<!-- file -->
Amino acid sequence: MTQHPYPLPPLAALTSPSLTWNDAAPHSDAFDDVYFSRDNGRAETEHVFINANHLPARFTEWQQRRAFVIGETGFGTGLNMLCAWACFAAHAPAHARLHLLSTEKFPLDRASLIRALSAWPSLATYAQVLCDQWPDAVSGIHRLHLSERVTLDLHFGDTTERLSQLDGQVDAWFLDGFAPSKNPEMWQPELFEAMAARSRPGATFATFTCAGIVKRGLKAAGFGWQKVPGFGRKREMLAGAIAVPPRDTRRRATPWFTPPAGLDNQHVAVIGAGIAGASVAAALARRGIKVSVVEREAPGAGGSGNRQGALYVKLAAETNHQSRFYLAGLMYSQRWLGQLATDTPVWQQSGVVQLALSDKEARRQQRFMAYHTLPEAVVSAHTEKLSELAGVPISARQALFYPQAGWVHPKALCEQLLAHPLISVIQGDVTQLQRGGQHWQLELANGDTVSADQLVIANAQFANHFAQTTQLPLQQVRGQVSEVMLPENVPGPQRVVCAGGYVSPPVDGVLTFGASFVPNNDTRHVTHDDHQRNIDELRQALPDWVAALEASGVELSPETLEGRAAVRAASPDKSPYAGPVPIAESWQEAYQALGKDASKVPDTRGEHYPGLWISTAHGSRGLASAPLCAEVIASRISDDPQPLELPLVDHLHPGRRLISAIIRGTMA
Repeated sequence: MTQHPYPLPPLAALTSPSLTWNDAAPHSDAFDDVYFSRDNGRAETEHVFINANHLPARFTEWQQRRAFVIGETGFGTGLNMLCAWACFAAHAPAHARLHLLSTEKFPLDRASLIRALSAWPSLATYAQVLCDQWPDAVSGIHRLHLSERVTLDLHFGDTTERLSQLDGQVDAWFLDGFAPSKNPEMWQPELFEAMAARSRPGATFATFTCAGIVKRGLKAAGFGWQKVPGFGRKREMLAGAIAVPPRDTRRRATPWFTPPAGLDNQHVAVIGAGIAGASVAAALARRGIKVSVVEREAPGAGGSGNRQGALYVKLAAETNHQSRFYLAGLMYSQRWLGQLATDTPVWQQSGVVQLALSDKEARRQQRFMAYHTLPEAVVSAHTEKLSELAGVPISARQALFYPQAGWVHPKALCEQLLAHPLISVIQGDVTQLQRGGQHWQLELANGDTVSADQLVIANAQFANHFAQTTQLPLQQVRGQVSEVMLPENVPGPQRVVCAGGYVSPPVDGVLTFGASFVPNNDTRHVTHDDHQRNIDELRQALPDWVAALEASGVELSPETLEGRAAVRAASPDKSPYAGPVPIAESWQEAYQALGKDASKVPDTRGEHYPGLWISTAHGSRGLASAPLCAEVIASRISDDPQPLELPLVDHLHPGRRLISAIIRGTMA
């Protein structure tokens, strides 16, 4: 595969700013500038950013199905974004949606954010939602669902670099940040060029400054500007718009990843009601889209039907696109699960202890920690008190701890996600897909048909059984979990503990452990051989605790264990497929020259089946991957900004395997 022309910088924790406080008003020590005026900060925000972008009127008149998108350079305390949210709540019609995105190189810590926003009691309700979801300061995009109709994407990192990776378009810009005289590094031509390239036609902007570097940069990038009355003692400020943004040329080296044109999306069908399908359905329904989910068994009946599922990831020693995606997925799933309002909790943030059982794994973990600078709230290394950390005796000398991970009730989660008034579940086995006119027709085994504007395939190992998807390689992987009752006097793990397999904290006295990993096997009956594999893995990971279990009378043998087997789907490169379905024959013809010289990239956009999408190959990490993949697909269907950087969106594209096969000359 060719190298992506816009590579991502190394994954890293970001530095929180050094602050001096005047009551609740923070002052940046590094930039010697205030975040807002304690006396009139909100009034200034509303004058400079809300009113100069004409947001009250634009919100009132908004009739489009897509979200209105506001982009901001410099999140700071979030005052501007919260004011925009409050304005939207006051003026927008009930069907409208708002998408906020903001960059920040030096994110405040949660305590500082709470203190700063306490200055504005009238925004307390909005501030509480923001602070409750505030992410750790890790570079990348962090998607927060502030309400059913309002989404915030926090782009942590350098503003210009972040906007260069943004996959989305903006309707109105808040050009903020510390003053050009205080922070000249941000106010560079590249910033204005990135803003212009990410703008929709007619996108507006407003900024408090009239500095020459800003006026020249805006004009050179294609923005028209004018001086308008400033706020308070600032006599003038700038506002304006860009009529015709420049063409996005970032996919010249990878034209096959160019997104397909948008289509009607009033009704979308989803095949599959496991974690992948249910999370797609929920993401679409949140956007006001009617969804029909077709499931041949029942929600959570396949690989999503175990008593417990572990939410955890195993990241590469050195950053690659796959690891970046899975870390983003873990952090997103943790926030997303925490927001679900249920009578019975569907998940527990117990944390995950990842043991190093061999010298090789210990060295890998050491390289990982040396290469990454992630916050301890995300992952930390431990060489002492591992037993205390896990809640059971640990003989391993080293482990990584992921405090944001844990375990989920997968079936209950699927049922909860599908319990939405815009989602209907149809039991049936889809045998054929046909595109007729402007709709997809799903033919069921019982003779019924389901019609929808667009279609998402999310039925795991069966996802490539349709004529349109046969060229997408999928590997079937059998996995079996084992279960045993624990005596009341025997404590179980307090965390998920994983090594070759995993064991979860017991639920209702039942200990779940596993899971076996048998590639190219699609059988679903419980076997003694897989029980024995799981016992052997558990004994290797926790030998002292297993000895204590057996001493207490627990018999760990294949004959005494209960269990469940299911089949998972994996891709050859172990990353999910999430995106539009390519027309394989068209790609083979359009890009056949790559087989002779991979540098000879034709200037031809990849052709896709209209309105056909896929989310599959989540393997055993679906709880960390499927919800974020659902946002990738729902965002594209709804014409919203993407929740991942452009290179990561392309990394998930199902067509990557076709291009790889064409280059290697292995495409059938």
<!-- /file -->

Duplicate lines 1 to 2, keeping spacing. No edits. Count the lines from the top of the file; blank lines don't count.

Amino acid sequence: MTQHPYPLPPLAALTSPSLTWNDAAPHSDAFDDVYFSRDNGRAETEHVFINANHLPARFTEWQQRRAFVIGETGFGTGLNMLCAWACFAAHAPAHARLHLLSTEKFPLDRASLIRALSAWPSLATYAQVLCDQWPDAVSGIHRLHLSERVTLDLHFGDTTERLSQLDGQVDAWFLDGFAPSKNPEMWQPELFEAMAARSRPGATFATFTCAGIVKRGLKAAGFGWQKVPGFGRKREMLAGAIAVPPRDTRRRATPWFTPPAGLDNQHVAVIGAGIAGASVAAALARRGIKVSVVEREAPGAGGSGNRQGALYVKLAAETNHQSRFYLAGLMYSQRWLGQLATDTPVWQQSGVVQLALSDKEARRQQRFMAYHTLPEAVVSAHTEKLSELAGVPISARQALFYPQAGWVHPKALCEQLLAHPLISVIQGDVTQLQRGGQHWQLELANGDTVSADQLVIANAQFANHFAQTTQLPLQQVRGQVSEVMLPENVPGPQRVVCAGGYVSPPVDGVLTFGASFVPNNDTRHVTHDDHQRNIDELRQALPDWVAALEASGVELSPETLEGRAAVRAASPDKSPYAGPVPIAESWQEAYQALGKDASKVPDTRGEHYPGLWISTAHGSRGLASAPLCAEVIASRISDDPQPLELPLVDHLHPGRRLISAIIRGTMA
Repeated sequence: MTQHPYPLPPLAALTSPSLTWNDAAPHSDAFDDVYFSRDNGRAETEHVFINANHLPARFTEWQQRRAFVIGETGFGTGLNMLCAWACFAAHAPAHARLHLLSTEKFPLDRASLIRALSAWPSLATYAQVLCDQWPDAVSGIHRLHLSERVTLDLHFGDTTERLSQLDGQVDAWFLDGFAPSKNPEMWQPELFEAMAARSRPGATFATFTCAGIVKRGLKAAGFGWQKVPGFGRKREMLAGAIAVPPRDTRRRATPWFTPPAGLDNQHVAVIGAGIAGASVAAALARRGIKVSVVEREAPGAGGSGNRQGALYVKLAAETNHQSRFYLAGLMYSQRWLGQLATDTPVWQQSGVVQLALSDKEARRQQRFMAYHTLPEAVVSAHTEKLSELAGVPISARQALFYPQAGWVHPKALCEQLLAHPLISVIQGDVTQLQRGGQHWQLELANGDTVSADQLVIANAQFANHFAQTTQLPLQQVRGQVSEVMLPENVPGPQRVVCAGGYVSPPVDGVLTFGASFVPNNDTRHVTHDDHQRNIDELRQALPDWVAALEASGVELSPETLEGRAAVRAASPDKSPYAGPVPIAESWQEAYQALGKDASKVPDTRGEHYPGLWISTAHGSRGLASAPLCAEVIASRISDDPQPLELPLVDHLHPGRRLISAIIRGTMA